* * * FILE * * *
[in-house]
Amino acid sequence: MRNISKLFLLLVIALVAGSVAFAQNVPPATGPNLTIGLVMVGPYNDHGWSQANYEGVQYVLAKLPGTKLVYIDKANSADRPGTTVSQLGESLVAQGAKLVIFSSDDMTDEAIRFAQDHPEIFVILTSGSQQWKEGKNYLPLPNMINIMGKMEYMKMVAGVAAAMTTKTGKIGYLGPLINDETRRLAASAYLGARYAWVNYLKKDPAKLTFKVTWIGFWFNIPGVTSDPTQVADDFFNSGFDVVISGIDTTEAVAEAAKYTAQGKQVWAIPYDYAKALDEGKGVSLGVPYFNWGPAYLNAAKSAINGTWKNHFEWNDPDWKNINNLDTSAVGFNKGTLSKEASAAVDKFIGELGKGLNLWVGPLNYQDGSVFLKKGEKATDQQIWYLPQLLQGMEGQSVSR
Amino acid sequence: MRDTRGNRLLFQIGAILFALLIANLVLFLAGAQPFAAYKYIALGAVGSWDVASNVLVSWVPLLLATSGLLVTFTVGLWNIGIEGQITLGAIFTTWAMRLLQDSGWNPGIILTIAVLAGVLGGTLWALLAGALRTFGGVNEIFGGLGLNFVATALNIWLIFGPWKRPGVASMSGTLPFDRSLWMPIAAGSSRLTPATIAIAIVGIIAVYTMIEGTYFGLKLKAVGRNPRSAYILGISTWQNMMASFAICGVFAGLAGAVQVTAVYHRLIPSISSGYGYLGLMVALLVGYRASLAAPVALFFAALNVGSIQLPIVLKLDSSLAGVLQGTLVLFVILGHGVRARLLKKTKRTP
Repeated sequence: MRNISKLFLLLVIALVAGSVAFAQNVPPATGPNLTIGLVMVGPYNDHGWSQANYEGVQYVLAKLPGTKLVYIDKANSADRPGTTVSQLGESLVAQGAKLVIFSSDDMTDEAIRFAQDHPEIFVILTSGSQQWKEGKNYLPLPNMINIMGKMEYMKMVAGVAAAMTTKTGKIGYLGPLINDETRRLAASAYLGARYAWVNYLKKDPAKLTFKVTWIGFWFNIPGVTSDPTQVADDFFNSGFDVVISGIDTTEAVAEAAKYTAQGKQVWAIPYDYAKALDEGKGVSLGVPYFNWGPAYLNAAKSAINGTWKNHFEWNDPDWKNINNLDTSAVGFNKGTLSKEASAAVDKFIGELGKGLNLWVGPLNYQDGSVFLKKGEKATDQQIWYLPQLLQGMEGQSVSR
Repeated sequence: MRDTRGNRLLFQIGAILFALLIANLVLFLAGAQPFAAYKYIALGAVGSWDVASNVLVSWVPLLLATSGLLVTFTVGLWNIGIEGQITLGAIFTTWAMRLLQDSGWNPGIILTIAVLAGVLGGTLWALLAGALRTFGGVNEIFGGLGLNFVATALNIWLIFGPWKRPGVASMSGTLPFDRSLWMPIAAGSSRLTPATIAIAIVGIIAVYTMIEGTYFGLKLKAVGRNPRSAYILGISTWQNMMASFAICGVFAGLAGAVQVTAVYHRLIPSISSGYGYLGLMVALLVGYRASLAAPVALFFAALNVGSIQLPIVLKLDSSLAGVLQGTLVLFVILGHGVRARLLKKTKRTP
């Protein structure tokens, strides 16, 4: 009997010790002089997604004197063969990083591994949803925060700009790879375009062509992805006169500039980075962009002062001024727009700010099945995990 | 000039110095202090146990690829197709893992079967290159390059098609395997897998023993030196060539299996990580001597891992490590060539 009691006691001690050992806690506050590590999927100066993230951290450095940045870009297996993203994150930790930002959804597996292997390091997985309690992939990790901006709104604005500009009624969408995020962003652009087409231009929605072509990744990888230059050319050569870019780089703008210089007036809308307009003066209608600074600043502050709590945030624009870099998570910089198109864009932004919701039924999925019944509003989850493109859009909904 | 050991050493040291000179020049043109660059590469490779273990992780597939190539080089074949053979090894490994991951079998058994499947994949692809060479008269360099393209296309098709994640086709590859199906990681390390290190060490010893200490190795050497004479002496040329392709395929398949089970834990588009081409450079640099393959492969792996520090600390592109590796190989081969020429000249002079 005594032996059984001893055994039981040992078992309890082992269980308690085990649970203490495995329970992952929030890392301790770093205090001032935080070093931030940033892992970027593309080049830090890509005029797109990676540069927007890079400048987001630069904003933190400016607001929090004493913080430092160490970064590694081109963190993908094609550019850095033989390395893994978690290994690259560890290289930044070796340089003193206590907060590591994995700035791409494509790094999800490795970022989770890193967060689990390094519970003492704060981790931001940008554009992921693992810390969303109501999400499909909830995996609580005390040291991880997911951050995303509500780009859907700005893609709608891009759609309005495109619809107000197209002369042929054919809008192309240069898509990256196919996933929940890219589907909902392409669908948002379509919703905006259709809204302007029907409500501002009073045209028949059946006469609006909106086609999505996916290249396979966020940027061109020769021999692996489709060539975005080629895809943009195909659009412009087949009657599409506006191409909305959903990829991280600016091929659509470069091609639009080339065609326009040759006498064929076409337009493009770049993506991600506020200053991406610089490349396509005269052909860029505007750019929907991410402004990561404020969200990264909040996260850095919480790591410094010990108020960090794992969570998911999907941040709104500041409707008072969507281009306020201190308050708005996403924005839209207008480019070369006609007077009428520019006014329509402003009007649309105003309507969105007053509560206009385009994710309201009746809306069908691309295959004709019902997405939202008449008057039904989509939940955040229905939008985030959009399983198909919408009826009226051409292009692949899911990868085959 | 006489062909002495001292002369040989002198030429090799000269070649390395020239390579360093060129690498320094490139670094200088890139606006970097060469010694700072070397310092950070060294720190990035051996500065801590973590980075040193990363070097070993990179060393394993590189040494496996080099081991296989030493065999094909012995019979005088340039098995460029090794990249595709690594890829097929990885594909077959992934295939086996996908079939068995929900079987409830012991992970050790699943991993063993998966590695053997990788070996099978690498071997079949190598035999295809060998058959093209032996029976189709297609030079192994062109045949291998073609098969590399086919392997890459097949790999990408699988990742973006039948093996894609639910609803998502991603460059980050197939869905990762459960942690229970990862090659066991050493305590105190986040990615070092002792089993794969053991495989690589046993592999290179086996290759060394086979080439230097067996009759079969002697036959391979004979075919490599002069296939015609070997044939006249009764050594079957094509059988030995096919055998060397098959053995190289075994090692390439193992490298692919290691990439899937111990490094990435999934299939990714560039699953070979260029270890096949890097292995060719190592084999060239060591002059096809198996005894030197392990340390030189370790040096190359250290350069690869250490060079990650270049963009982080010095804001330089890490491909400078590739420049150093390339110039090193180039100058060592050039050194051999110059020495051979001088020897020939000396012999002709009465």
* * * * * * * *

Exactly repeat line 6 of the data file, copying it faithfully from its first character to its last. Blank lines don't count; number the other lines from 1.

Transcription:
């Protein structure tokens, strides 16, 4: 009997010790002089997604004197063969990083591994949803925060700009790879375009062509992805006169500039980075962009002062001024727009700010099945995990 | 000039110095202090146990690829197709893992079967290159390059098609395997897998023993030196060539299996990580001597891992490590060539 009691006691001690050992806690506050590590999927100066993230951290450095940045870009297996993203994150930790930002959804597996292997390091997985309690992939990790901006709104604005500009009624969408995020962003652009087409231009929605072509990744990888230059050319050569870019780089703008210089007036809308307009003066209608600074600043502050709590945030624009870099998570910089198109864009932004919701039924999925019944509003989850493109859009909904 | 050991050493040291000179020049043109660059590469490779273990992780597939190539080089074949053979090894490994991951079998058994499947994949692809060479008269360099393209296309098709994640086709590859199906990681390390290190060490010893200490190795050497004479002496040329392709395929398949089970834990588009081409450079640099393959492969792996520090600390592109590796190989081969020429000249002079 005594032996059984001893055994039981040992078992309890082992269980308690085990649970203490495995329970992952929030890392301790770093205090001032935080070093931030940033892992970027593309080049830090890509005029797109990676540069927007890079400048987001630069904003933190400016607001929090004493913080430092160490970064590694081109963190993908094609550019850095033989390395893994978690290994690259560890290289930044070796340089003193206590907060590591994995700035791409494509790094999800490795970022989770890193967060689990390094519970003492704060981790931001940008554009992921693992810390969303109501999400499909909830995996609580005390040291991880997911951050995303509500780009859907700005893609709608891009759609309005495109619809107000197209002369042929054919809008192309240069898509990256196919996933929940890219589907909902392409669908948002379509919703905006259709809204302007029907409500501002009073045209028949059946006469609006909106086609999505996916290249396979966020940027061109020769021999692996489709060539975005080629895809943009195909659009412009087949009657599409506006191409909305959903990829991280600016091929659509470069091609639009080339065609326009040759006498064929076409337009493009770049993506991600506020200053991406610089490349396509005269052909860029505007750019929907991410402004990561404020969200990264909040996260850095919480790591410094010990108020960090794992969570998911999907941040709104500041409707008072969507281009306020201190308050708005996403924005839209207008480019070369006609007077009428520019006014329509402003009007649309105003309507969105007053509560206009385009994710309201009746809306069908691309295959004709019902997405939202008449008057039904989509939940955040229905939008985030959009399983198909919408009826009226051409292009692949899911990868085959 | 006489062909002495001292002369040989002198030429090799000269070649390395020239390579360093060129690498320094490139670094200088890139606006970097060469010694700072070397310092950070060294720190990035051996500065801590973590980075040193990363070097070993990179060393394993590189040494496996080099081991296989030493065999094909012995019979005088340039098995460029090794990249595709690594890829097929990885594909077959992934295939086996996908079939068995929900079987409830012991992970050790699943991993063993998966590695053997990788070996099978690498071997079949190598035999295809060998058959093209032996029976189709297609030079192994062109045949291998073609098969590399086919392997890459097949790999990408699988990742973006039948093996894609639910609803998502991603460059980050197939869905990762459960942690229970990862090659066991050493305590105190986040990615070092002792089993794969053991495989690589046993592999290179086996290759060394086979080439230097067996009759079969002697036959391979004979075919490599002069296939015609070997044939006249009764050594079957094509059988030995096919055998060397098959053995190289075994090692390439193992490298692919290691990439899937111990490094990435999934299939990714560039699953070979260029270890096949890097292995060719190592084999060239060591002059096809198996005894030197392990340390030189370790040096190359250290350069690869250490060079990650270049963009982080010095804001330089890490491909400078590739420049150093390339110039090193180039100058060592050039050194051999110059020495051979001088020897020939000396012999002709009465």